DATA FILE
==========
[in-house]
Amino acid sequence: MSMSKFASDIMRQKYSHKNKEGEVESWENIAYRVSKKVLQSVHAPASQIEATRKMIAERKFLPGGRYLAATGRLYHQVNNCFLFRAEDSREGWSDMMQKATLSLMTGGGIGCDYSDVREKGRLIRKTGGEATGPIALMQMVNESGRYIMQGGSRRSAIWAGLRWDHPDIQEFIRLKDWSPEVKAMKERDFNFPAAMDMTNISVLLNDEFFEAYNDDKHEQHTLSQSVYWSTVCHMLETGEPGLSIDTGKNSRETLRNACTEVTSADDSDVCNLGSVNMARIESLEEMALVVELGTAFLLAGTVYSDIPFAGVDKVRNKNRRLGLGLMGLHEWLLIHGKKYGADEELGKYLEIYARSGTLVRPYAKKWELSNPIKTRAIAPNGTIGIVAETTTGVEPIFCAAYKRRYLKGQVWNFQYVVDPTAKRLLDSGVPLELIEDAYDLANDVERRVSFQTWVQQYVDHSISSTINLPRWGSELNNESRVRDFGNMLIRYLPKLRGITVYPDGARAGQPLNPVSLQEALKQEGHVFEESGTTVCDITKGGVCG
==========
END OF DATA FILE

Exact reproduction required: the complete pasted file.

[in-house]
Amino acid sequence: MSMSKFASDIMRQKYSHKNKEGEVESWENIAYRVSKKVLQSVHAPASQIEATRKMIAERKFLPGGRYLAATGRLYHQVNNCFLFRAEDSREGWSDMMQKATLSLMTGGGIGCDYSDVREKGRLIRKTGGEATGPIALMQMVNESGRYIMQGGSRRSAIWAGLRWDHPDIQEFIRLKDWSPEVKAMKERDFNFPAAMDMTNISVLLNDEFFEAYNDDKHEQHTLSQSVYWSTVCHMLETGEPGLSIDTGKNSRETLRNACTEVTSADDSDVCNLGSVNMARIESLEEMALVVELGTAFLLAGTVYSDIPFAGVDKVRNKNRRLGLGLMGLHEWLLIHGKKYGADEELGKYLEIYARSGTLVRPYAKKWELSNPIKTRAIAPNGTIGIVAETTTGVEPIFCAAYKRRYLKGQVWNFQYVVDPTAKRLLDSGVPLELIEDAYDLANDVERRVSFQTWVQQYVDHSISSTINLPRWGSELNNESRVRDFGNMLIRYLPKLRGITVYPDGARAGQPLNPVSLQEALKQEGHVFEESGTTVCDITKGGVCG